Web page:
Independent candidate Margo Maley always held a motivation to run, get involved and make decisions but it was only this year with Covid, and the snap elections that pushed her to take the step.
Maley, a mother of three, moved to the area in 1986 and has lived in Fort St. James for 34 years. After coming down as a youth worker once in 1984 and then again as a tree planter in 1985, Maley fell in love with the area. She has since worked as a Commercial Transport Inspector for the Ministry of Transportation and a Compliance Officer for the Ministry of Forest, Lands and Natural Resources. Now retired, she drives bus for School District 91 (SD91) as a casual driver and she has been working as a casual driver for SD91 for 34 years. She is also a casual driver for Northern Spirit Transportation.
Maley believes in leading a self-sustained lifestyle.
“I want to be able to grow my own food so I am into gardening, preserving and on the odd occasion I go out and hunt. So basically I do hunting, fishing, gardening, and I also have a jewellery line that I have been selling,” she said.
Maley’s extensive experience in the public sector, her interactions with people over the years and her overall background makes her believe she would be able to make the changes needed right now.
“I believe that it has given me a solid platform in being able to stand in the gap for the people because I am just not happy with how the political parties in the past have conducted their governance,” she said adding that her sister, who is also her best friend is completely in support of her decision to stand and while she hasn’t had a chance to get a feedback from her sons, she believes that her sons understand that their mother has a voice and will fight for the rights and freedoms of everyone, especially their generation and the next several generations.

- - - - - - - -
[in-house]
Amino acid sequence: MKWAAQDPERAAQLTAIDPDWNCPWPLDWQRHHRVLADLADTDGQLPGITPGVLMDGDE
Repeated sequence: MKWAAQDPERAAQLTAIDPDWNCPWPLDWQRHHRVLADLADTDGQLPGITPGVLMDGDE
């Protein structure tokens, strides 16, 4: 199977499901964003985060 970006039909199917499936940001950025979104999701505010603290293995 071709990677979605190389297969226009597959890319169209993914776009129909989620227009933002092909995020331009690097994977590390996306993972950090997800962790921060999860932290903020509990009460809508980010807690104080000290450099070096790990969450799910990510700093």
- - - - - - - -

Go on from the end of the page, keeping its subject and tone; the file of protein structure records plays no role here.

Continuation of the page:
“I was wondering how I could get involved; I believe our rights and freedoms are being chipped away even before Covid. But after Covid I just noticed that it is time for change and the status quo isn’t working for us. We have at this time in history the power to turn back the tide, to get back to the normal days. And normal days are when everybody was working and living the Canadian dream,” she said.
Maley, who loves socializing, believes that shutting down the country due to Covid was not necessary and the new normal that the government keeps talking about is just not what she wants to have for her kids and grandkids. She also said that the shutdown led to an increase in isolation, mental health issues and several other issues rising from that.
“They talk about the new normal and I am just not happy with the new normal. I don’t think we had to shut down the country and I believe when Sweden addressed the issue, they basically stayed open, protected their vulnerable, protected their immunocompromised folks and their deaths weren’t any greater than our deaths and we shut down the country, we shut down the economy; why can’t we follow that. In my platform I believe we have learned our lesson about managing germs, managing viruses, wash your hands. I think we have learned a lot about health protection and I believe now we also need health freedoms,” she said.
For Maley, having three young sons has made her more aware of the several issues that their generation is dealing with.
“Maybe as a province, if we can change and turn the tide for Canada in B.C., then other provinces will follow,” she concluded.